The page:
Saturday, January 30, 2010

Shame and Apology

As many of you know by now, I rarely miss an opportunity to say something about shame and apology. These posts will attest. Link here. And here.

Today I came across an excellent article by Alina Tugend, entitled: "An Attempt to Revive the Lost Art of Apology." Link here.

While I am aware that journalists are often not responsible for the titles their articles bear, I do wish to take small exception to the title of Tugend's article.

Tugend is correct to note that there is a lot of apology talk going around. Our world is awash in public officials taking responsibility for personal failures, with greater or lesser degrees of sincerity.

And she is correct to highlight the importance of sincerity-- it's one thing to mouth the words, quite another to mean it.

I think that she would agree with me that a culture is defined and determined by how it deals with shame. Her article offers a good analysis of this idea.

I disagree, however, with the notion that apology is an art. Apology is a formal ritual. When you are standing before someone you have wronged, your proper attitude is vulnerable and abject. It is not the moment for creativity.

I would even say that anyone who tries to apologize artfully is going to get it wrong. When people fail to follow the formal wording of an apology-- point that Tugend does make in the body of her article-- they often lapse into insincerity.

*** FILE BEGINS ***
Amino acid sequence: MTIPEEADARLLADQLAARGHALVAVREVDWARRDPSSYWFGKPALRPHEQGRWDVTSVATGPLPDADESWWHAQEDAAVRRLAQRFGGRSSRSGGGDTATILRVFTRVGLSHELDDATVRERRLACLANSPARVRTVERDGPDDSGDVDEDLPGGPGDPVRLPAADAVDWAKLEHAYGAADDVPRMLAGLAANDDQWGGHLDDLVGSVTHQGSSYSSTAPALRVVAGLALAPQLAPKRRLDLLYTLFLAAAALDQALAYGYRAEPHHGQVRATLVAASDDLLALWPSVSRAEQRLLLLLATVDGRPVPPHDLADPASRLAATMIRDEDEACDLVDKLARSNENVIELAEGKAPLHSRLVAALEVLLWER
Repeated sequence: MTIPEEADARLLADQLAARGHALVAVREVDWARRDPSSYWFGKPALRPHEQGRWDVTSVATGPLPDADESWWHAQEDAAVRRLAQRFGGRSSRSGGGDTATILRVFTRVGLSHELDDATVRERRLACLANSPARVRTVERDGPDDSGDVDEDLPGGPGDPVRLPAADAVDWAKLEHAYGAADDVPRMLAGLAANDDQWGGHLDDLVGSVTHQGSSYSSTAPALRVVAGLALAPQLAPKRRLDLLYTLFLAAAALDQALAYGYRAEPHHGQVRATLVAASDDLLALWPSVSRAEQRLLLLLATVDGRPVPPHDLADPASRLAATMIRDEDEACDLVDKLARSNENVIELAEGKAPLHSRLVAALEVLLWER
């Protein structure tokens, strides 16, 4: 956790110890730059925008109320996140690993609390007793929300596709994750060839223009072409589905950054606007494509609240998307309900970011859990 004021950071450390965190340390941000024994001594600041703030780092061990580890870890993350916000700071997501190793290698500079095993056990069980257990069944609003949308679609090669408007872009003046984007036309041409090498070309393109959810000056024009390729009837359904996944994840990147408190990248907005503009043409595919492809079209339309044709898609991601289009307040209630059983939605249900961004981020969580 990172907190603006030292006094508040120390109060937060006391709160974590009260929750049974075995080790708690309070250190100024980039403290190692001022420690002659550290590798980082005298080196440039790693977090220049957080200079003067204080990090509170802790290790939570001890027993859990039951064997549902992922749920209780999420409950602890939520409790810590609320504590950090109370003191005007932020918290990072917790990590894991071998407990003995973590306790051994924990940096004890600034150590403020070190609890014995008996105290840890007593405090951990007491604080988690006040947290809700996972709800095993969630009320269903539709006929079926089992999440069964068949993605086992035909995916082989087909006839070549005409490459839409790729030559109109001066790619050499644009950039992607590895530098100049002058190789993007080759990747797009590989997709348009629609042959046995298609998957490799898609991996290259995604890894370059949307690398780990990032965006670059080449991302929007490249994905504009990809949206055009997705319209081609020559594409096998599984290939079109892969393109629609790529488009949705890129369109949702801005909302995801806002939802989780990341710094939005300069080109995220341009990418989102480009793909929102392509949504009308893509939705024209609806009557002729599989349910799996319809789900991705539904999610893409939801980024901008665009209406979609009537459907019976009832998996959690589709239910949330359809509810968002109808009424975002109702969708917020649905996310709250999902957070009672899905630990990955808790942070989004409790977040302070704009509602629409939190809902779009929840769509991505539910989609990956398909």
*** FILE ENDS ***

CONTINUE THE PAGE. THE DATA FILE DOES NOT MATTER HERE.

For example, she notes that when you say: I'm sorry if I hurt you, the "if" undermines your sincerity.

If you hurt someone's feelings, you are responsible. You owe the person an apology. The apology should express the fact that you accept full responsibility, and that you are not going to try to make an excuse or explain your error away. If your bad behavior were excusable, then you would not need to apologize.

Nor can you apologize defiantly, as though someone were forcing you to do it against your will. When Bill Clinton famously apologized for his dalliance with Monica Lewinsky, he was defiant and hostile. The apology was politically expedient; it lacked sincerity.

If an apology is sincere, you are vowing never to make the mistake again. If your apology is insincere, you are giving yourself leave to revisit the error.

We have lost the ability to offer a sincere apology because our leaders have been setting a bad example. Far too often they offer apologies because they need to defuse a public relations problem.

Second, apology has fallen into desuetude because the therapy culture has done everything in its power to undermine it. Therapy has always wanted you to see your mistakes as meaningful reflections of something that happened in your past. It has taught people to explain away their mistakes, not to apologize for them.

Once you develop the mental habit of blaming your errors on your parents or an infantile trauma or your loveless marriage... you will no longer be capable of taking full responsibility and apologizing with sincerity.

Apology says that there is no excuse; therapy says that it can always find an excuse.

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